Computer experiment gets under students’ skin
BY CHRISTIN NANCE LAZERUS email@example.com January 18, 2014 1:50PM
Sophomore Lindsey Austgen gazes at how the Race Experience Kiosk re-imagined her photo with Asian ethnicity. | Christin Nance Lazerus/Post-Tribune
Updated: February 21, 2014 6:18AM
GARY — As Indiana University Northwest students saw their identities change on screen, their reactions ranged from surprised laughter to thoughtful silence.
The students were trying the “race experience” kiosk, which was set up at the Moraine Student Center last Wednesday as part of a slate of activities to honor the Rev. Martin Luther King Jr. It will be open through Friday, Jan. 24.
The kiosk screen asks participants to contemplate the reasons for bigotry and opportunities for diversity before changing their eyes, noses, cheekbones and skin color depending on if they hit buttons for Black, Asian, Hispanic, Middle Eastern, Indian, or White. Participants can email the photos to their email accounts.
On Friday, Professor Steve Dunphy brought students from his Introduction to Business course to get their reactions, and asked them to write an essay on how people might treat them differently if they belonged to a different race.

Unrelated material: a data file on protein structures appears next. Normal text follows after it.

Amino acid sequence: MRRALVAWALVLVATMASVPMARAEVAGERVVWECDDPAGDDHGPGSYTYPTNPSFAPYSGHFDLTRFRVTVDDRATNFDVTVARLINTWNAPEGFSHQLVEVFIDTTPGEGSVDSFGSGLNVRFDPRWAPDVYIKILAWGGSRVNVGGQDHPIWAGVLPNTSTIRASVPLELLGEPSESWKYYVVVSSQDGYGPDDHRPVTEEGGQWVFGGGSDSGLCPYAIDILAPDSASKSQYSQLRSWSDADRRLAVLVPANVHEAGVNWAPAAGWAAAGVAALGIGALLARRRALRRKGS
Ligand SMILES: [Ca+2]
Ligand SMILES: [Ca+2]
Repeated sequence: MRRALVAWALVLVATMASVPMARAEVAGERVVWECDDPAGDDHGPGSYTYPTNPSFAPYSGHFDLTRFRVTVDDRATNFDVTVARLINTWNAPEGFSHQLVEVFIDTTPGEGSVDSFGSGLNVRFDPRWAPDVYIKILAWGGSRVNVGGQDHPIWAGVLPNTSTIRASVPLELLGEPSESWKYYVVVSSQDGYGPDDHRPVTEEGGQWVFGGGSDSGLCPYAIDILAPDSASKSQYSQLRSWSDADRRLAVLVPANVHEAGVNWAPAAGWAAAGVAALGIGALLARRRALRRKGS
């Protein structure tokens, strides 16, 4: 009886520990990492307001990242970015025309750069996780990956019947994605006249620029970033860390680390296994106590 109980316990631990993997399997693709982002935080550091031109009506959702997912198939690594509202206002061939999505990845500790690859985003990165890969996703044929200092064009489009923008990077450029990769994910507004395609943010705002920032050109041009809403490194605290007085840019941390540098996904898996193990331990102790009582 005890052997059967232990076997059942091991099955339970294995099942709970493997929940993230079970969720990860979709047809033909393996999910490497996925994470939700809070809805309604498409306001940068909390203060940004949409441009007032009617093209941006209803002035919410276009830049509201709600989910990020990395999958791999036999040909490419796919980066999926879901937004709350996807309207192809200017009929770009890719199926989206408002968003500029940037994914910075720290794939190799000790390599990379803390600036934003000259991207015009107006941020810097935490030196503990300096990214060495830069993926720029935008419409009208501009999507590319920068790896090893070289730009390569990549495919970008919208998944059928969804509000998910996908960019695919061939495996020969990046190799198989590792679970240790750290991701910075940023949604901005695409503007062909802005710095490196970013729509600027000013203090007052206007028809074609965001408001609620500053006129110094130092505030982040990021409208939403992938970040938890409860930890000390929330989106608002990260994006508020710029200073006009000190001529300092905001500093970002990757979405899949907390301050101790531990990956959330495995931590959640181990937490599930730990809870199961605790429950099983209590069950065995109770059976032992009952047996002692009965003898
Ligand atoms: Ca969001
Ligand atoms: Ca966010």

“IUN is part of a very diverse community, and I think we can all do a little better when it comes to inclusion and diversity,” Dunphy said. “Inclusion really works, especially in the business world. If a business starts discriminating against certain people, they lose out on a wide swath of customers.”
Freshman Raven Saavedra said the experience was definitely surprising.
“I definitely didn’t expect to look so different,” said Saavedra, who is from Merrillville. “It wasn’t just skin color.”
James Wallace Jr., director of the IUN office of diversity, equity and multicultural affairs, said the diverse makeup of the campus encourages conversations about these issues.
“We’ve all heard Dr. King’s quote about don’t judge a man on the color of his skin but by the content of his character, but King also said the purpose of education is to get people to think critically and intensely, and the goal of education should be intelligence plus character,” Wallace said. “The kiosk allows people to see themselves in a different light, look at themselves both internally and externally, and look at our similarities.”
Gary resident Cylk Joseph, a sophomore, said the kiosk was a fun opportunity. He’s looking forward to sharing his personal experiences as an African-American in the essay.
“When I saw the essay question about being treated differently, I chuckled because I’ve pretty much experienced that,” Joseph said.
Junior Shannon Rockstad, who is originally from Long Beach, Calif., said growing up in a predominantly Hispanic environment made this assignment particularly interesting.
“I know how it is to feel like you’re not being treated the same (because of your race),” Rockstad said.